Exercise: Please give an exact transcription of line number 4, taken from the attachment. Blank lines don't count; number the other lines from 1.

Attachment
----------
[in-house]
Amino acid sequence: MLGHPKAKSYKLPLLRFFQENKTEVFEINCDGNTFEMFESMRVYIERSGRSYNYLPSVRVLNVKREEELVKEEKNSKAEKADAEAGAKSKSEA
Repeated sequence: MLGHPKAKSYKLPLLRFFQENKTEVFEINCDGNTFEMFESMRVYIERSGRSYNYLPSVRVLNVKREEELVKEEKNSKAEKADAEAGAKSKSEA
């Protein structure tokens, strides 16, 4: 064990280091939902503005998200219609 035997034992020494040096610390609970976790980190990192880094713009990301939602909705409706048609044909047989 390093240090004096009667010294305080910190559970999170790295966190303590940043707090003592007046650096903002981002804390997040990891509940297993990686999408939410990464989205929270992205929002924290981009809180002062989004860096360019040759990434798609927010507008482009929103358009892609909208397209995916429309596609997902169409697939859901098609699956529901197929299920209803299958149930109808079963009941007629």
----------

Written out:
């Protein structure tokens, strides 16, 4: 064990280091939902503005998200219609 035997034992020494040096610390609970976790980190990192880094713009990301939602909705409706048609044909047989 390093240090004096009667010294305080910190559970999170790295966190303590940043707090003592007046650096903002981002804390997040990891509940297993990686999408939410990464989205929270992205929002924290981009809180002062989004860096360019040759990434798609927010507008482009929103358009892609909208397209995916429309596609997902169409697939859901098609699956529901197929299920209803299958149930109808079963009941007629």